Increases in atmospheric greenhouse gases, notably carbon dioxide, create an energy imbalance at the top-of-atmosphere (TOA) even as the planet warms to adjust to this imbalance, which is estimated to be 0.5–1 W m−2 over the 2000s. Annual global fluctuations in TOA energy of up to 0.2 W m−2 occur from natural variations in clouds, aerosols, and changes in the Sun. At times of major volcanic eruptions the effects can be much larger. Yet global mean surface temperatures fluctuate much more than these can account for. An energy imbalance is manifested not just as surface atmospheric or ground warming but also as melting sea and land ice, and heating of the oceans. More than 90% of the heat goes into the oceans and, with melting land ice, causes sea level to rise.

      For the past decade, more than 30% of the heat has apparently penetrated below 700 m depth that is traceable to changes in surface winds mainly over the Pacific in association with a switch to a negative phase of the Pacific Decadal Oscillation (PDO) in 1999. Surface warming was much more in evidence during the 1976–1998 positive phase of the PDO, suggesting that natural decadal variability modulates the rate of change of global surface temperatures while sea-level rise is more relentless.

      Global warming has not stopped; it is merely manifested in different ways.”


      The full paper is avaiable for free from this site.


    • This paper clutches at assumptive straws and is being pulled apart in the blogosphere. (e.g. http://bobtisdale.wordpress.com/2013/12/09/trenberth-and-fasullo-try-to-keep-the-fantasy-alive/ and http://bobtisdale.wordpress.com/2013/12/11/more-on-trenberth-and-fasullo-2013-an-apparent-hiatus-in-global-warming/)

      It is a travesty that Trenberth can’t account for the missing heat. Global warming has stopped and it’s a travesty that Gaia didn’t get the memo from the Team.

      He mentions melting sea ice, but wait – oh I guess he didn’t get the sea-ice extent memo. He mentions heating of the oceans, but Argo, as sparse as it is, has only been in effect since 2003. Hardly a robust data set. This paper is pure conjecture and speaks volumes about the difficulty the CAGW hypothesis is facing.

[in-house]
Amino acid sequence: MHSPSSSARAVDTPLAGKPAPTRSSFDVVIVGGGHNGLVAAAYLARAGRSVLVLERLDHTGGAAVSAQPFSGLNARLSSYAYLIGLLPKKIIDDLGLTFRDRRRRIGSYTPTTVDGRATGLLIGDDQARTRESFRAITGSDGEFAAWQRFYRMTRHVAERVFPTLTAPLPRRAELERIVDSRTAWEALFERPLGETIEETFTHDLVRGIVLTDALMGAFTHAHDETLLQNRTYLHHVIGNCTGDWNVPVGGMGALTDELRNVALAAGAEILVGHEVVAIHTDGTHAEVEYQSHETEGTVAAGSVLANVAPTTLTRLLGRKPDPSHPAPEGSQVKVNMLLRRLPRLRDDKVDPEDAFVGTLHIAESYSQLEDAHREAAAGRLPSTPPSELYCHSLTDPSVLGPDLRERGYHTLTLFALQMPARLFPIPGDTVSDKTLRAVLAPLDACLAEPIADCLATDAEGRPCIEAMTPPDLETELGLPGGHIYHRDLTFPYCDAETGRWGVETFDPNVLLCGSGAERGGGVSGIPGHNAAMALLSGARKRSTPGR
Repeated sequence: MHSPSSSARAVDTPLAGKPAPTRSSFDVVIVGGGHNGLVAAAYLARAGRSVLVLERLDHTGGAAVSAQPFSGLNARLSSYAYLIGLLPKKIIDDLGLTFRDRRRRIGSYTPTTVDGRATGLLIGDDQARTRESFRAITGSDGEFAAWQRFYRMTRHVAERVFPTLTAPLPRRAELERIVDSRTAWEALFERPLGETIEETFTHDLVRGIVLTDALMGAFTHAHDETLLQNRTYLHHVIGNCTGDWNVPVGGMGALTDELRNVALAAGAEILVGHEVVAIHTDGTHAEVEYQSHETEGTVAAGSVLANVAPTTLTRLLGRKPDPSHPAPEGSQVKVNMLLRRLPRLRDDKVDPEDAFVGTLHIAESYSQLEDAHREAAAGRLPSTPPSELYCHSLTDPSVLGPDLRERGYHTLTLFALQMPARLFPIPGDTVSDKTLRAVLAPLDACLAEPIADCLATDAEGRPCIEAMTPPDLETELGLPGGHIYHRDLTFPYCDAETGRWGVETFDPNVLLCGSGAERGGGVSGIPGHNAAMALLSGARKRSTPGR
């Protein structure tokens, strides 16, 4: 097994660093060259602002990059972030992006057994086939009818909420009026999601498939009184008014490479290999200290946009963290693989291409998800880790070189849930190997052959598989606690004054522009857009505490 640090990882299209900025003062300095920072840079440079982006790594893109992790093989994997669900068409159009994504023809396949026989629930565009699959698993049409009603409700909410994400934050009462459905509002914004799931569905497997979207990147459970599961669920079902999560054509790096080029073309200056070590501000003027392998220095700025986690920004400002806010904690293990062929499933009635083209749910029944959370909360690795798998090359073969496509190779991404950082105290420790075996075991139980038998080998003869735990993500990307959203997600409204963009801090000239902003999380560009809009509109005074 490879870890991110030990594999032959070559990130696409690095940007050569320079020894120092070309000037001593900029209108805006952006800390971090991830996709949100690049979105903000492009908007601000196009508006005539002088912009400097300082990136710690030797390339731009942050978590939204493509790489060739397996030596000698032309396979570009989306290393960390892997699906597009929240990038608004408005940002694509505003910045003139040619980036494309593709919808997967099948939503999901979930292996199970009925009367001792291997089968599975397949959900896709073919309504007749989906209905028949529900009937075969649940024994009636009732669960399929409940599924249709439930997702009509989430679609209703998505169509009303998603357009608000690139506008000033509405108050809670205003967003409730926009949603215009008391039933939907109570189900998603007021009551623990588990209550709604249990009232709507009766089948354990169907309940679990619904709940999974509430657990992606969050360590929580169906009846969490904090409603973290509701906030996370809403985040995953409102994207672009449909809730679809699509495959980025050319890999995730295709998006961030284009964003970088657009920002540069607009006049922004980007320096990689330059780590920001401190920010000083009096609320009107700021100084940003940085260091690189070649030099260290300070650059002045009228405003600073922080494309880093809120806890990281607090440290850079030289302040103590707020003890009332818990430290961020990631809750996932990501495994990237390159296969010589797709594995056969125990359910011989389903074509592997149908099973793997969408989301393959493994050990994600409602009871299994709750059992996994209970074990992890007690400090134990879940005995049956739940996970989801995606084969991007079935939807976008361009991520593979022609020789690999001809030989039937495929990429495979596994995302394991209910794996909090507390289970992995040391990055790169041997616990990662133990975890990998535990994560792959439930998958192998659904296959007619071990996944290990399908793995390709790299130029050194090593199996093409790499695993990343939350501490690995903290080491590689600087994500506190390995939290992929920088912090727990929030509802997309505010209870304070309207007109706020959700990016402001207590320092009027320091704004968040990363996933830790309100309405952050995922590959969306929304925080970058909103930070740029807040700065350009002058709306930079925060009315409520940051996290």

• Richard C (NZ) on 13/12/2013 at 9:46 pm said:


      Yes, Trenberth and Fasuillo’s. They’ve caught up with what every man-made climate change sceptic knows already, viz:

      “Surface warming was much more in evidence during the 1976–1998 positive phase of the PDO”

      In fact, those are the only 2 decades in the IPCC’s 6 decade attribution period (1951-2010) that exhibited any warming at all.

      Then (gasp):

      “…suggesting that natural decadal variability modulates the rate of change of global surface temperatures…”

      Geniuses, both of them, but about 25 years late.

    • We never see childbirth without a baby; precipitation without rain, hail or snow, dawn without the sun or atmospheric warming without warm air.

      Global warming has not stopped; it is merely manifested in different ways.

      It is remarkable, even for these slippery scientists, that they claim that global warming can occur without global warming. Believing this requires the suspension of reason.

    • Richard C (NZ) on 14/12/2013 at 10:07 am said:

      >”Global warming has not stopped; it is merely manifested in different ways”

      Why just this week, it’s been manifesting as over 2000 cold and snow records set in the USA, the first snowfall for 112 years in the Egyptian capital of Cairo, and the heaviest Israel snow in December since 1953 — 60-years ago.

      The IPCC predicted this would happen…….oh wait…….no……they predicted exactly the opposite:

      ‘In 2001, the IPCC predicted milder winters and less snow. Experts are hoping no one remembers’

      [TAR] “Milder winter temperatures will decrease heavy snowstorms”


  15. Andy on 17/12/2013 at 7:53 pm said:

    NZ Herald’s New Zealanders of the Year


    Dr David Wratt

    Alongside his heavy duties as Niwa’s chief climate scientist – a role that has forced him to deal with challenges by sceptics – Dr Wratt has been heavily involved in the panel and its previous reports, assuming the job of co-ordinating lead author for Australia and New Zealand on the third assessment report.

    This year’s report, known as the AR5, was his last.

    Dr Wratt plans to retire within the next few years, ending a distinguished professional career that might have begun by accident when the Motueka farmer’s son went to university. “I suppose I thought I was going to become a school teacher when I first started, because that’s what people who went to university seemed to do back then.”


  16. Alexander K on 21/12/2013 at 5:04 pm said:

    Dearie me, Rob Taylor, I would have expected that you could have found someone a little more credible than Kevin Trenberth, who is STILL looking for his missing heat, which he thought was hiding in the atmosphere but now he thinks just may be hiding in the deep oceans.
    Your comment is a travesty, sir!
    Real science, indeed.
    Our culture obviously has a major problem when the ability to read is mistaken for the ability to reason.
    Russian climate scientists are making us aware that, in their view, the current record-breaking cold and snow in the Northern Hemisphere actually signals the beginning of a new Little Ice Age
    Maybe, maybe not, but the Russians have a way better track record than dodgy Kevin.